For those that I haven't told yet, I've decided to go to law school. I'm going to take the LSAT at the beginning of December and then apply to schools in December/January. This is a decision that's been a long time coming and that I've been getting more and more committed to of late. To give the best explanation I can of this decision: I've been toying with the idea for well over a year, largely because I think politics or diplomacy would be the sorts of careers where I could get away with my boisterous, high volume, talk a lot, center of attention style and put it to good use. Add to all that, that I like arguing a bunch and you've got arrows pointing towards a law degree. However, I was stuck in the I must do science mindset considering law school as a lark until about a month ago when I half-jokingly asked a friend for life advice, he suggested law school and a whole bunch of things clicked into place in my head.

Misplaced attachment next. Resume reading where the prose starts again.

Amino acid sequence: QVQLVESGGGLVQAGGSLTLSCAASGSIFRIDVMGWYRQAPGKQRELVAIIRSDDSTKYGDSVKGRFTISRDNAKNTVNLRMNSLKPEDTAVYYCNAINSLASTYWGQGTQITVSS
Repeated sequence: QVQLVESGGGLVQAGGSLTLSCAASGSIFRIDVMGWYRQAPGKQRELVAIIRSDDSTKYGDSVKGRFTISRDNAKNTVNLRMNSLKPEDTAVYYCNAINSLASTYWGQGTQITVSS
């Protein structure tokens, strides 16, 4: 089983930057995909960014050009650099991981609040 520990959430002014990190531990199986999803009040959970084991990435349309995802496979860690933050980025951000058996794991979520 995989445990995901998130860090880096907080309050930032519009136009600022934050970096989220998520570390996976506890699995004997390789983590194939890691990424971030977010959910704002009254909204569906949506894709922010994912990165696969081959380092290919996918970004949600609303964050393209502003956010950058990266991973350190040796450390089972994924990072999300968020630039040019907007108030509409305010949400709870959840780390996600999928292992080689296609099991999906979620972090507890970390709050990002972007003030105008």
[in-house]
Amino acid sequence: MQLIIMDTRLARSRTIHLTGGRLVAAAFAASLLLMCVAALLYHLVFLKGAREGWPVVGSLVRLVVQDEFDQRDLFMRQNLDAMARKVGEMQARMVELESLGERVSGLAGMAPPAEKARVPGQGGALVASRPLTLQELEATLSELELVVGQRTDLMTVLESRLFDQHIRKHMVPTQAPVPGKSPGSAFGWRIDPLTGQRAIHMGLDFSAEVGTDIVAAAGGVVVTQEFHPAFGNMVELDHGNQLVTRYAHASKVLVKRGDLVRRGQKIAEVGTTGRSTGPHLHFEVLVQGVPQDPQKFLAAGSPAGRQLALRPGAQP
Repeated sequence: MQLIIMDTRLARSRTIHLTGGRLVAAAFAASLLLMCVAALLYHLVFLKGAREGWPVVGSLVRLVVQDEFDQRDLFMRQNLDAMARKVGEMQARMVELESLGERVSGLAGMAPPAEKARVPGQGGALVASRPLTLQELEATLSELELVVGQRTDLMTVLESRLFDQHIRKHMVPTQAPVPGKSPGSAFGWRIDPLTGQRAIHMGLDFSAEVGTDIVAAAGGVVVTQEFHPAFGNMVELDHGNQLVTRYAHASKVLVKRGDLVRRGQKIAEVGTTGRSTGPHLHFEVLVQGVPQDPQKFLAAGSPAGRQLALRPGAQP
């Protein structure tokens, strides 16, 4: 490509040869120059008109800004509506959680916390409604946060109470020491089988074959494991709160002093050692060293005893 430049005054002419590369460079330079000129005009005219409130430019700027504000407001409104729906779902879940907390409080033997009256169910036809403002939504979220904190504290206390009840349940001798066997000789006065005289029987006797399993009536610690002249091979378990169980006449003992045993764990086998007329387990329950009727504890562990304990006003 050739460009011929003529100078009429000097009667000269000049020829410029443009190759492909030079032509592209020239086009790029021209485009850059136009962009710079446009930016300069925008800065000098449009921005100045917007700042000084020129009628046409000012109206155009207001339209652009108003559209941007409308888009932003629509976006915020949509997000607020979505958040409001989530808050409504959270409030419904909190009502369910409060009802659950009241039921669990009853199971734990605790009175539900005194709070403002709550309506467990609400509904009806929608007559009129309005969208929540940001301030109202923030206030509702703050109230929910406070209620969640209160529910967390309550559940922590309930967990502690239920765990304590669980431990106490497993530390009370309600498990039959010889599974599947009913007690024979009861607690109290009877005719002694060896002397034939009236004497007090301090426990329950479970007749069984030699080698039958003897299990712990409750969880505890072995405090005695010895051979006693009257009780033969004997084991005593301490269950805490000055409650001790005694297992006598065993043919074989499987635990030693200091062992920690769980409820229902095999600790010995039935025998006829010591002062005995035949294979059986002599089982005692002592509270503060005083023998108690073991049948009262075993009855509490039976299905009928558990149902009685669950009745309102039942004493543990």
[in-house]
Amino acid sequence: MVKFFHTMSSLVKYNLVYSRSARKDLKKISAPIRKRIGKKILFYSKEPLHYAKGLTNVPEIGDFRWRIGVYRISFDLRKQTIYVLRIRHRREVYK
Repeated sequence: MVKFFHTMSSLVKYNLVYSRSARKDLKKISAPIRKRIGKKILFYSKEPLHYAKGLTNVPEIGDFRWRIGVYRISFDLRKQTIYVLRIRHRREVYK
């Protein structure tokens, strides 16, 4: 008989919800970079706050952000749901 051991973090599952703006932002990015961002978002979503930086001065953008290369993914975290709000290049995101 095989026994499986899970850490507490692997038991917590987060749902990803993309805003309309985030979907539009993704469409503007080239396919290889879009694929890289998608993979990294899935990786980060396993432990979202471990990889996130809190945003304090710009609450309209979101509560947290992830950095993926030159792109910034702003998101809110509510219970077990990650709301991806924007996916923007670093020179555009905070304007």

I know that I have a great mind for math, science and engineering but I've been riding that for years, not needing to put much into it and not really getting much out of it. I know exactly what things will be like and where I'll end up if I keep doing science and engineering, which pretty much takes all the fun out of it so I'm going to stop coasting and choose a different direction; it's proactive time.
Since it's on a related note, my chief regret in the way I handled my MIT education is that I let my must do science mindset run things and didn't consider the non-technical classes to have much value. In retrospect, I wish that I had taken more architecture classes while I was there. This desire is not because I want to be an architect professionally, but because I did when I was 5 and expect that it would have been a lot of fun to design a few buildings.